Note: Find an update to this post here.
Confession time. I’m a picky eater. A very picky eater. It’s painful to admit because of all my identities I consider myself first and foremost a cultured, adventure-loving traveler. Wanderlust consumes me. And yet, I do not daydream of massaman curry on Koh Samui, or vindaloo in Goa, or haggis in Edinburgh. I might be intrigued by the pizza in Italy, but I really hope it tastes like it does in Brooklyn. While in the pre-trip throes of excitement for a jaunt to Honduras, I swooned upon reading in the usually dreaded food and drink section of a guidebook that “Honduran food is very bland.” What music to my sensitive little tongue!
You would be forgiven for thinking I’m exaggerating. For me, “picky” is not “I prefer not to eat spiders on sticks.” Picky is, spicy things upset my stomach, the smell of cooking fish makes me nauseous, and if I can’t pronounce it, I really don’t want it on my plate. The list of what generally keeps me alive on the road consists of breads, white rice, chicken, eggs, and copious amounts of bananas. Aside from your favorite destination being Disney and wearing a visible fanny pack, it is one of the most shameful things a traveler can admit to.
The worlds of food and travel are deeply intertwined. Anyone who has tried to watch the Travel Channel and then spent ten minutes banging the clicker because they think they were just stuck on the Food Network (oh wait, is that just me?) knows that in the world of TV, foodies are the current target audience, with the destination brushed upon with a two-minute opening montage. Travel magazines too seem to be dedicating more and more ink to various global restaurant scenes. And if I read one more travel blog imploring me to eat street food, my computer may actually turn into a gyro. The message is clear: go forth and eat adventurously.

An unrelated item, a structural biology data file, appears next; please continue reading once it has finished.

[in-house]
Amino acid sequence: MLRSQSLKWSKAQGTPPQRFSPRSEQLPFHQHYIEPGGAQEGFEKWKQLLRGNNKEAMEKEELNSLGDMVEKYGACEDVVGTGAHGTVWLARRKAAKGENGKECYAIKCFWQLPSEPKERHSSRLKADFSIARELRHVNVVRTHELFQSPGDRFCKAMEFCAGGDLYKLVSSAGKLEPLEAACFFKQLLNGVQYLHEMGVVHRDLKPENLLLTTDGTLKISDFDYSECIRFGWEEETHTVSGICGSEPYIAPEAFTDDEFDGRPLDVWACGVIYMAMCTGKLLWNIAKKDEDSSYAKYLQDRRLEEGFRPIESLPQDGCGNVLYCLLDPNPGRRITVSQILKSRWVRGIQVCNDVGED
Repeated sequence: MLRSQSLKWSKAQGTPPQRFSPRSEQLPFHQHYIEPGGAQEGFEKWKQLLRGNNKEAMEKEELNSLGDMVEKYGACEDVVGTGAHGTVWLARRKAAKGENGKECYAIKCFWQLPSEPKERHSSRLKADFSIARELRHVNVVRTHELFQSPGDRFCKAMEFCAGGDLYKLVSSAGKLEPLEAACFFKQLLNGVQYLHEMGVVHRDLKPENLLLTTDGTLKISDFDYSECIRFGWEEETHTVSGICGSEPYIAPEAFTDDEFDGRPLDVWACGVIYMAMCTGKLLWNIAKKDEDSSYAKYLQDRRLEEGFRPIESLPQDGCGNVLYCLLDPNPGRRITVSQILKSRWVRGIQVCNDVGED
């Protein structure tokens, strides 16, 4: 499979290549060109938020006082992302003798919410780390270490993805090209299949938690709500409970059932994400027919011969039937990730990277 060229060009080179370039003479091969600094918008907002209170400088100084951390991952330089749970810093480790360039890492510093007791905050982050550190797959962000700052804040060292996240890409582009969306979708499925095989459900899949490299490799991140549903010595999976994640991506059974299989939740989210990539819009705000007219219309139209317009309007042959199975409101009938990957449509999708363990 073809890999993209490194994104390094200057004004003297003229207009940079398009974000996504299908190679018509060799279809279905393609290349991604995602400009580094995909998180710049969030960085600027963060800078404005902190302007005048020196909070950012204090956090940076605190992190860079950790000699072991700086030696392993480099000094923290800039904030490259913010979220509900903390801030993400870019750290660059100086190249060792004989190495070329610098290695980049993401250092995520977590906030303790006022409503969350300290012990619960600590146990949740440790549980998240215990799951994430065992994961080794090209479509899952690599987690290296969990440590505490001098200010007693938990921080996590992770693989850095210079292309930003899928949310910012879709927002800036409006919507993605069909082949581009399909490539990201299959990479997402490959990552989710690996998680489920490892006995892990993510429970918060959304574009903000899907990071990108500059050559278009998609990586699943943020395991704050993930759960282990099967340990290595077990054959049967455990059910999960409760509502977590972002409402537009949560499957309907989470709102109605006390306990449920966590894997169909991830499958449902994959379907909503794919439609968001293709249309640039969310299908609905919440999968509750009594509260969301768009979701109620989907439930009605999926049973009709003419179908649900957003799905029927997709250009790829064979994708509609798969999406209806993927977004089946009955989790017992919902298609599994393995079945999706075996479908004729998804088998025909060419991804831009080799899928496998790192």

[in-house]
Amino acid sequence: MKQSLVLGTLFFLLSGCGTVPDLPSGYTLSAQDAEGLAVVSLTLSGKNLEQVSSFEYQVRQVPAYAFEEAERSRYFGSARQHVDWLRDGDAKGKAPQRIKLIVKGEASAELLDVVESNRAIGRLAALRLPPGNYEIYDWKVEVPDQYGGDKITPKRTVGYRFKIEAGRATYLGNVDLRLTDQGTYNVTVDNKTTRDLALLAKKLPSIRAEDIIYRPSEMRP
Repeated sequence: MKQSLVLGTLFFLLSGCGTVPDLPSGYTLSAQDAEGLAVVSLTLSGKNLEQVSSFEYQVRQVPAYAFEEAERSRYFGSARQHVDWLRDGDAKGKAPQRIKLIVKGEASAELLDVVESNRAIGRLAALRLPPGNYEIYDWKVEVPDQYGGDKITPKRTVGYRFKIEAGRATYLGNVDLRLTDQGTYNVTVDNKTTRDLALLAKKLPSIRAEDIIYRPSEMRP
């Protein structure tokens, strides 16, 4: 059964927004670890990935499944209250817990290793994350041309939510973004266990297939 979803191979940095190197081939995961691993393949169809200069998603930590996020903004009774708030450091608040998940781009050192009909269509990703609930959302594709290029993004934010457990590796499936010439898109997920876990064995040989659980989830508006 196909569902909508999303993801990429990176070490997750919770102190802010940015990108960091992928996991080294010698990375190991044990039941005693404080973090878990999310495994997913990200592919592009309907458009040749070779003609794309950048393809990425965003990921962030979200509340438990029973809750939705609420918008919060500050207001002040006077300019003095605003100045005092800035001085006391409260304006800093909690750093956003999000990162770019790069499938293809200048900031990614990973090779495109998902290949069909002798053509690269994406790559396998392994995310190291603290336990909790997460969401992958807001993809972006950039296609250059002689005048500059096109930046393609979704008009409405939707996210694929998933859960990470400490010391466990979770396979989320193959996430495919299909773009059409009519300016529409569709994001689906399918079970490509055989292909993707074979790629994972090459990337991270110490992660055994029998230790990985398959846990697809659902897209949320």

So what does this mean for me? Lets start with the positives. In the same way that holiday-makers return home with great tans as souvenirs, I usually return to New York with a little post trip emaciation (that sadly fades about as quickly as a tan would). In contrast to my waistline, my wallet stays nice and padded. Foreign food shock means I avoid pricey meals, and in extreme cases, all meals, until I can find a nice bland local dish to subsist on.
But it’s not all sunshine and skinny jeans. To start, being hungry is no fun. But actually, that’s the least of my problems. Hunger has nothing on fear, shame, and humiliation. The fear of being invited to a home cooked meal that could potentially bring you to tears, the shame of not being able to “order family style!” as a restaurant, or the humiliation of being asked to a raw sushi bar by a very attractive scuba diving instructor and being forced to explain that no, you’re not quite a fan of the world’s trendiest food.
Indeed, the largest source of anxiety for me as a choosy eater is missing out on is the camaraderie that comes with sharing a meal. I avoid this by simply never turning down a dining invitation. At most restaurants there is at least one thing I find tolerable on the menu. If not, I’ll have water, the bread basket, and a fabricated story of a previous meal. If all else fails, I have decided it is acceptable to feign food allergy.